California Employers: Minimum Wage Increase July 1, 2022

Sue M. Bendavid | Shareholder

June 30, 2022

Given the current state of inflation, minimum wage increases in many California municipalities will be going into effect as of July 1, 2022.

Although a state-wide minimum wage of $15.00 for all employers (regardless of size) was scheduled to go into effect on January 1, 2023, the significant rate of inflation triggered an acceleration of the minimum wage increase. As a result, on May 12, 2022, Governor Gavin Newsom announced that the California minimum wage for all businesses is projected to increase to $15.50 as of January 1, 2023. 

This will also impact the salary that is required to be paid to salaried exempt employees; which is required to be at twice the state’s minimum wage (to $5,373.33/month).

Notably, employers are also subject to local minimum wage ordinances with higher than state minimum wage rates. California has about 40 localities with their own minimum wage ordinances. We urge all California employers to note these increases to ensure they are paying the proper rates depending on their location, size, industry, etc.

Below is a list of California’s localities imposing new minimum wage rates, effective July 1, 2022. For official notices to employees/posters for workplace common areas, please see the website for each city or municipality.

City of Alameda – $15.75

Applies to any employee who performs at least two hours work in the city. Rate to be adjusted annually and based on the Consumer Price Index (CPI).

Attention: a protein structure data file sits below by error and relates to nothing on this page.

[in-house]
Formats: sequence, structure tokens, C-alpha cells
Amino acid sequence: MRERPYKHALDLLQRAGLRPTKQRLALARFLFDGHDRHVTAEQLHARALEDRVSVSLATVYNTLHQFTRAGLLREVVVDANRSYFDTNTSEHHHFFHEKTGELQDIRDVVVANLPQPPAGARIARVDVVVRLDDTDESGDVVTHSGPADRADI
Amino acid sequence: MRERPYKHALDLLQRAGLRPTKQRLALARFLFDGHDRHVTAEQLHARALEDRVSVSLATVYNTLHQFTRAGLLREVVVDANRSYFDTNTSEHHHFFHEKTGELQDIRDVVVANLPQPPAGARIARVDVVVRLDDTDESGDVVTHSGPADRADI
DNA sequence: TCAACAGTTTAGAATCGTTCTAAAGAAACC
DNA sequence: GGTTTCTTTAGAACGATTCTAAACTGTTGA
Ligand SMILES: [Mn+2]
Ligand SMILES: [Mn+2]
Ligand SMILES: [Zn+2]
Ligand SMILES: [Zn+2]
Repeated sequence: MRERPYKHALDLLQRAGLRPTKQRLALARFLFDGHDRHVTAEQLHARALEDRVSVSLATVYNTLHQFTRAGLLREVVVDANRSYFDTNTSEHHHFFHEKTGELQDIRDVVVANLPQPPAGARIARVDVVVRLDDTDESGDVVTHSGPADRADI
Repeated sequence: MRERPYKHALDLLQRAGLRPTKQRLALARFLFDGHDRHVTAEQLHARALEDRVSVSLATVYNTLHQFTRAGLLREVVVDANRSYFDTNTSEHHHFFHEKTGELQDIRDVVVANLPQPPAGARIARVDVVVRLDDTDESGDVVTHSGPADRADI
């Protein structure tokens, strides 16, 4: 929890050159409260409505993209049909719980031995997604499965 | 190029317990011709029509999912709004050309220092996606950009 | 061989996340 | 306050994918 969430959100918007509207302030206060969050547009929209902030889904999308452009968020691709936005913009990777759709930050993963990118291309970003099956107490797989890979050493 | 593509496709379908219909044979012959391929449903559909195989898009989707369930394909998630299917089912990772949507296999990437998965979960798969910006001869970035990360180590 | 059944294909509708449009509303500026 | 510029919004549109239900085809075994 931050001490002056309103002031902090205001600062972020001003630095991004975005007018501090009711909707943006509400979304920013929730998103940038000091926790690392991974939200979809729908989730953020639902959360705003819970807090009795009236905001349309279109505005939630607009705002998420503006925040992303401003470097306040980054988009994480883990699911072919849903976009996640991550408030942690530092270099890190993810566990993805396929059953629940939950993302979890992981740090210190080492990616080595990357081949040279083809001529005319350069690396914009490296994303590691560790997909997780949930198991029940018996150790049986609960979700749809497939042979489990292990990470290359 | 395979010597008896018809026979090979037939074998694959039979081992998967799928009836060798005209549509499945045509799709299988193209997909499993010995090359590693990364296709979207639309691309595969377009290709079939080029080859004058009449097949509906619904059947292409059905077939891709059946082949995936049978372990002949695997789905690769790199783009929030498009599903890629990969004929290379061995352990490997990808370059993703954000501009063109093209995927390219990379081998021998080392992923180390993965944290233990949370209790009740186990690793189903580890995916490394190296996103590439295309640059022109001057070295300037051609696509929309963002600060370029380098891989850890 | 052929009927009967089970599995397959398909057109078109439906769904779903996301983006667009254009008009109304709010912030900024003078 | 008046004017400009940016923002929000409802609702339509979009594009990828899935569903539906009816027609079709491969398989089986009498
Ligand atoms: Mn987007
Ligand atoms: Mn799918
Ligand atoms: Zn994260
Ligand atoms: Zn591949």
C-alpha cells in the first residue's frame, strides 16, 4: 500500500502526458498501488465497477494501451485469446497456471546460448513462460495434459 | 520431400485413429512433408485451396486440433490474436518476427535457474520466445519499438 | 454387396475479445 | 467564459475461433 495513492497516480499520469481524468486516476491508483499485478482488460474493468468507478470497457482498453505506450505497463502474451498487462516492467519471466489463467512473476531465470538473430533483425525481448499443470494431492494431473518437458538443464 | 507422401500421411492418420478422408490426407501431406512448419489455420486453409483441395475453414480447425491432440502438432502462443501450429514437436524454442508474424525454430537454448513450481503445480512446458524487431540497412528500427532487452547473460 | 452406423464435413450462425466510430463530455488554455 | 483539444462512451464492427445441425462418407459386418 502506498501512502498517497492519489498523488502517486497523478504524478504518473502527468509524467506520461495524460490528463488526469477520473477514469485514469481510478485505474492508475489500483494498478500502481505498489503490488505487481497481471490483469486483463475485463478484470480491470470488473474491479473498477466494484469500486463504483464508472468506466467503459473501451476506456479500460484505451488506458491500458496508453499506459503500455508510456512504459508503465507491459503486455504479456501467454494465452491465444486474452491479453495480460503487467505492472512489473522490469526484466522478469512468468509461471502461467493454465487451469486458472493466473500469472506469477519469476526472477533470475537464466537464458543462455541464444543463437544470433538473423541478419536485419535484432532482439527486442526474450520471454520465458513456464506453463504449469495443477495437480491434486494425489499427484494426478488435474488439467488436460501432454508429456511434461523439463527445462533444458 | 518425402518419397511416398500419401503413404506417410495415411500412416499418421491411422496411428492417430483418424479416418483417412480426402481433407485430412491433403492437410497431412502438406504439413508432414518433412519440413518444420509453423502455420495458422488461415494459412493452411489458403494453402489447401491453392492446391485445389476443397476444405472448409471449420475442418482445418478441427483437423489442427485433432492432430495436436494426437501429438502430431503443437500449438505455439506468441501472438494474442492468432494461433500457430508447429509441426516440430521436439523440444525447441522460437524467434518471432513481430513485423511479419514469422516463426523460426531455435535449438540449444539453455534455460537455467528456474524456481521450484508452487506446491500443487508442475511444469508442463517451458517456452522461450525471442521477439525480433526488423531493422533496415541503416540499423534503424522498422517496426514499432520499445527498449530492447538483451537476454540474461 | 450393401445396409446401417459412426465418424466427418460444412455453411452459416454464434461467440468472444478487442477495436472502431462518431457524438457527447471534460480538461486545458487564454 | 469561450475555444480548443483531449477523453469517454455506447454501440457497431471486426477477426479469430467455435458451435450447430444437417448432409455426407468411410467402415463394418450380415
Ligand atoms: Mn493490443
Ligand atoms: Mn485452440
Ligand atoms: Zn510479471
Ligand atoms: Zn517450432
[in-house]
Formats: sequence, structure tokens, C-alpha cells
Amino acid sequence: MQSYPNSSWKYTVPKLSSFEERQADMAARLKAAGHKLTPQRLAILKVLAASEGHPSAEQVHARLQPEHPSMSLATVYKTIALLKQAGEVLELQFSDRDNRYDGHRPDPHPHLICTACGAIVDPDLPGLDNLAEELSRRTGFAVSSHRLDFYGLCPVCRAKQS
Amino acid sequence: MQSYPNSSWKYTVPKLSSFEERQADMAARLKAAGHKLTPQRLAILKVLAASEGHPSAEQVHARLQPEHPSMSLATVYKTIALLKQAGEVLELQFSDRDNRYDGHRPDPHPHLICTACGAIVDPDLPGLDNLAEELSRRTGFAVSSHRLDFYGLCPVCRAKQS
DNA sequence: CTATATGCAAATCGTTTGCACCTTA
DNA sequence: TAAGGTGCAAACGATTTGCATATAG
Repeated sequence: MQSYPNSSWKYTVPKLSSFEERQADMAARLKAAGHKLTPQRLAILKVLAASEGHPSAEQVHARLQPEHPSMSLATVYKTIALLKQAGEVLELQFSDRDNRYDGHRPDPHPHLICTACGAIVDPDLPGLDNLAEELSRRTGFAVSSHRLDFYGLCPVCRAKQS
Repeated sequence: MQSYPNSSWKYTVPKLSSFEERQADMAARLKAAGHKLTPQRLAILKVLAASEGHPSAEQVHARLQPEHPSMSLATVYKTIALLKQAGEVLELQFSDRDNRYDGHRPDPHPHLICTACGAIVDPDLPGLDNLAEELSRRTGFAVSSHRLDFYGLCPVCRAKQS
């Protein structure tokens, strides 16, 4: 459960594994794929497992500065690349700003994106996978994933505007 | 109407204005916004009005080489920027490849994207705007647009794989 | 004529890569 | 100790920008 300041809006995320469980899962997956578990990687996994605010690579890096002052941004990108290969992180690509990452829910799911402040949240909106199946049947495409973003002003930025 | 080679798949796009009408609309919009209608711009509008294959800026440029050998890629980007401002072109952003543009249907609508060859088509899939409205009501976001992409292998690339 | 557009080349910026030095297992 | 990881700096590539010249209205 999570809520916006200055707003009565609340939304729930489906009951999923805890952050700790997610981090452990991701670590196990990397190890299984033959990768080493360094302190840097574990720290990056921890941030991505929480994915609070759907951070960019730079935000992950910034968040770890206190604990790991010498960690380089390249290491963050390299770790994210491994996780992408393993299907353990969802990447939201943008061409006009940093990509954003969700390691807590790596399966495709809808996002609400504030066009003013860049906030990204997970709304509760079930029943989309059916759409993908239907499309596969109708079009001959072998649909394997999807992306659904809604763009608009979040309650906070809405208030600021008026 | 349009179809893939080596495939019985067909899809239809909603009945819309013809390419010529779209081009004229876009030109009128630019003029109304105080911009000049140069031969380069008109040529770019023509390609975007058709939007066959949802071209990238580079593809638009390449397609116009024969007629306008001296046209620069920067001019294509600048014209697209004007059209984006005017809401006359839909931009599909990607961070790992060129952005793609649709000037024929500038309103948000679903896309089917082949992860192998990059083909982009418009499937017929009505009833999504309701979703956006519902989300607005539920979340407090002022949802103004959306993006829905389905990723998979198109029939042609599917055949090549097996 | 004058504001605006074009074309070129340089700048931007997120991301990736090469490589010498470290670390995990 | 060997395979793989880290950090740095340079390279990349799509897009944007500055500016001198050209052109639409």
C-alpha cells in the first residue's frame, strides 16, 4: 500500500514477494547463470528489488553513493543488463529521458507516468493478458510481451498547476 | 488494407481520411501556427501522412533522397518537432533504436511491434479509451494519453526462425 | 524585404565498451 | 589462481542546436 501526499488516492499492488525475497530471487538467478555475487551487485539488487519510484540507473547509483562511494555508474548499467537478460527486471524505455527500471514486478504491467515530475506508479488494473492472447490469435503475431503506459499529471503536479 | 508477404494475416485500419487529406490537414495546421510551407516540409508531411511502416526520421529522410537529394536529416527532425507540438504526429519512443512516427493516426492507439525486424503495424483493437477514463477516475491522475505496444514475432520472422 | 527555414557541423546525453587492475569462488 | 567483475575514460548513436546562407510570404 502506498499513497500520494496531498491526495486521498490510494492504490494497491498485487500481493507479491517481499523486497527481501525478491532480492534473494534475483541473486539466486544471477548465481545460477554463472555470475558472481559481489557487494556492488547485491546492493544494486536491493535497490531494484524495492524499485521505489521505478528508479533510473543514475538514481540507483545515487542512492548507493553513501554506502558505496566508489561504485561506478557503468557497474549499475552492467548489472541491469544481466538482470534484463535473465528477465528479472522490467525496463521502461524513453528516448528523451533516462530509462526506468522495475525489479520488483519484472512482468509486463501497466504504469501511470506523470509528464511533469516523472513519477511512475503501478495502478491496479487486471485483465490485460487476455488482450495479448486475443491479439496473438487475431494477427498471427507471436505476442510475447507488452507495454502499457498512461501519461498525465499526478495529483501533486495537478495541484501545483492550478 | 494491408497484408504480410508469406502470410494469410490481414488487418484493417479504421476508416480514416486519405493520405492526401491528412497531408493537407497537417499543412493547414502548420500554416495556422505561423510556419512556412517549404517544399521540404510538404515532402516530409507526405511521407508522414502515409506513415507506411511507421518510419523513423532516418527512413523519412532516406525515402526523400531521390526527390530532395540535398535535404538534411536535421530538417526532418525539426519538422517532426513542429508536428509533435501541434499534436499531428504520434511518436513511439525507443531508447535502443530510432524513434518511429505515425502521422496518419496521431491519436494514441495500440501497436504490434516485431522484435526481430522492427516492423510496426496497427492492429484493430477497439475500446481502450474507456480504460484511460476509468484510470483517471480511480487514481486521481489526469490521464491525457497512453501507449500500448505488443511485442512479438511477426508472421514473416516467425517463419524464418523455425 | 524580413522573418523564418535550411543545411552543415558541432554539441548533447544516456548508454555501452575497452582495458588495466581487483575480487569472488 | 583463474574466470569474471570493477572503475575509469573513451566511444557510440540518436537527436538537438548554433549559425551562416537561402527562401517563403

City of Berkeley – $16.99

Future increases based on CPI.

City of Emeryville – $17.68

The minimum wage increase is straightforward for all workers in the City of Emeryville. Paid Sick Leave differs for large (56 or more employees) and small (55 or fewer employees) businesses.

Foster City – $15.75

Affects businesses subject to the city’s Business License Tax, or those who maintain a work facility in the city. New minimum wage applied to all employees who work two or more hours per week in the city.

City of Fremont – $16.00

Last year, the City of Fremont required slightly lower minimum wage rates for businesses with 25 or fewer employees. As of July 1, 2022, size of the business won’t matter. Non-profit corporations are exempt from the city’s Minimum Wage Ordinance.

City of Long Beach – $16.73: Hotels

Adjustments made if either the federal minimum wage, or the cost of living, increases.

City of Long Beach – $16.55: Concessionaire Workers

Applies to those working at the Long Beach Airport or the Long Beach Convention Center and adjusted in accordance with increases to federal minimum wage or cost of living. Specifies that, “This rate will take effect only at the time that the Long Beach Airport and the Long Beach Convention Center enter into a new Concession Contracts or materially amend existing Concession Contracts.”

City of Los Angeles – $16.04

Applies to those who work within the City of Los Angeles at least two hours or more in a given workweek. In Los Angeles, the Minimum Wage and Paid Sick Leave Poster must be posted in several languages.

City of Los Angeles – $18.17: Large Hotels (150 or More Guest Rooms)

Before June 2016, the higher minimum wage rate only applied to those hotels with 300 or more rooms, and all hotels located in the Gateway to the business district of Los Angeles International Airport.